13 May 2018 - Black Hole At Core Of The Milky Way - 75 Times Brighter

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  1. CULCULCAN

    CULCULCAN The Final Synthesis - isbn 978-0-9939480-0-8 Staff Member

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    03 MAY 2018
    - Black Hole at core of The Milky Way - 75 times brighter

    In May, the supermassive black hole

    at the core of the Milky Way

    became 75 times brighter in just two hours.


    By Becky Ferreira

    Aug 13 2019, 9:00am
    SIMULATION OF A SUPERMASSIVE BLACK HOLE. IMAGE: NASA, ESA, AND D. COE, J. ANDERSON, AND R. VAN DER MAREL (STSCI)

    The supermassive black hole that lives at the center of our galaxy
    has been mysteriously sparkling as of late, and nobody knows the reason.

    This dark behemoth, known as as Sagittarius A* (Sgr A*),
    is four million times as massive as the Sun.

    Though no light escapes its boundaries, astronomers can observe the hole’s interactions with bright stars or dust clouds that surround it.

    On the night of May 13, 2019, UCLA astronomer Tuan Do
    and his colleagues were watching Sgr A* using the Keck Telescope
    on the summit of Mauna Kea in Hawai’i.

    In a period of just two hours, they witnessed the black hole become 75 times brighter in the near-infrared band of the light spectrum.
    That spring evening, the Milky Way’s supermassive black hole “reached much brighter flux levels in 2019 than ever measured at near-infrared wavelengths,” according to a forthcoming study, led by Do and published on the arXiv preprint server.
    “The brightness of Sgr A* varies all the time, getting brighter
    and fainter on the timescale of minutes to hours
    —it basically flickers like a candle,”

    Do said in an email.

    “We think that something unusual might be happening this year
    because the black hole seems to vary in brightness more,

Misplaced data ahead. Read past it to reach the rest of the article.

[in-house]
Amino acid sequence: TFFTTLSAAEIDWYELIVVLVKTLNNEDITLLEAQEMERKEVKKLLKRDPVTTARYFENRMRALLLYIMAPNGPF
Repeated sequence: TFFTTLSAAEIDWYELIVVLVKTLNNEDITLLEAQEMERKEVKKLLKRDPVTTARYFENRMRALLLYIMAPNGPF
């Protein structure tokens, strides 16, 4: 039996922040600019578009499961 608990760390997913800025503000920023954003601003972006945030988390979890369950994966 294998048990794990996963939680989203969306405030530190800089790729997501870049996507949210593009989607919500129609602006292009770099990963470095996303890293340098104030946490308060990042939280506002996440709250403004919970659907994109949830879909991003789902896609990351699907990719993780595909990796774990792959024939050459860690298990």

reaching brighter levels than we've ever seen in the past.”

    The peak flux, meaning the most luminous phase of the flare-up,
    soared to “twice the maximum historical flux measurements,”
    Do’s team said in the study. In other words, in the 20 years
    since astronomers have monitored Sgr A*,
    the next-brightest event has only been half as dazzling as this one.

    This unusual sparkle at the galactic core was likely caused
    by close encounters between Sgr A* and objects surrounding it,
    according to the team.

    The edge of a black hole, called an event horizon,
    is shaped by intense tidal forces that tear at anything that gets close.

    Once a black hole starts devouring nearby objects like stars or gas clouds,
    infalling material heats up at the event horizon,
    sparking light shows that can be picked up by telescopes.

    Do and his colleagues speculate that a star called S0-2,
    which is about 15 times as massive as the Sun,
    may have been the object that juiced Sgr A*.

    In 2018, S0-2 came within 17 light hours of the supermassive black hole,
    and that close pass may have disturbed gases at the event horizon
    enough to cause the May 2019 brightening event.
    1565636669354-Dusty_cloud_G2_passes_the_supermassive_black_hole_at_the_centre_of_the_Milky_Way.
    DUST CLOUD G2 DURING ITS MULTI-YEAR APPROACH TO SGR A*. IMAGE: ESO/A. ECKART

    Another possible culprit is a dust cloud known as G2,
    which passed about 36 light hours from Sgr A* in 2014.

    Scientists predicted that G2 would be torn apart by the hole,
    but the results were ultimately described as disappointing and “boring”
    for astronomers.

    That initial letdown may have been premature,
    though, because we might be seeing the slow-burn “delayed reaction”
    to the gas cloud’s approach, the team said.

    Many astronomers are observing Sgr A* this summer,” Do noted.

    “I'm hoping we can get as much data as we can this year
    before the region of the sky with Sgr A* gets behind the Sun
    and we won't be able to observe it again until next year.”

    “Maybe the black hole is waking up—there's a lot we don't know at this point so we need more data to understand if what we are seeing is a big change in what is feeding the black hole or this is a brief event,” he said.
    https://www.vice.com/en_us/article/...MjOv-CZqiT5QrAU2zDMww5cb_aHQPye5tChFLze9MyYso
     

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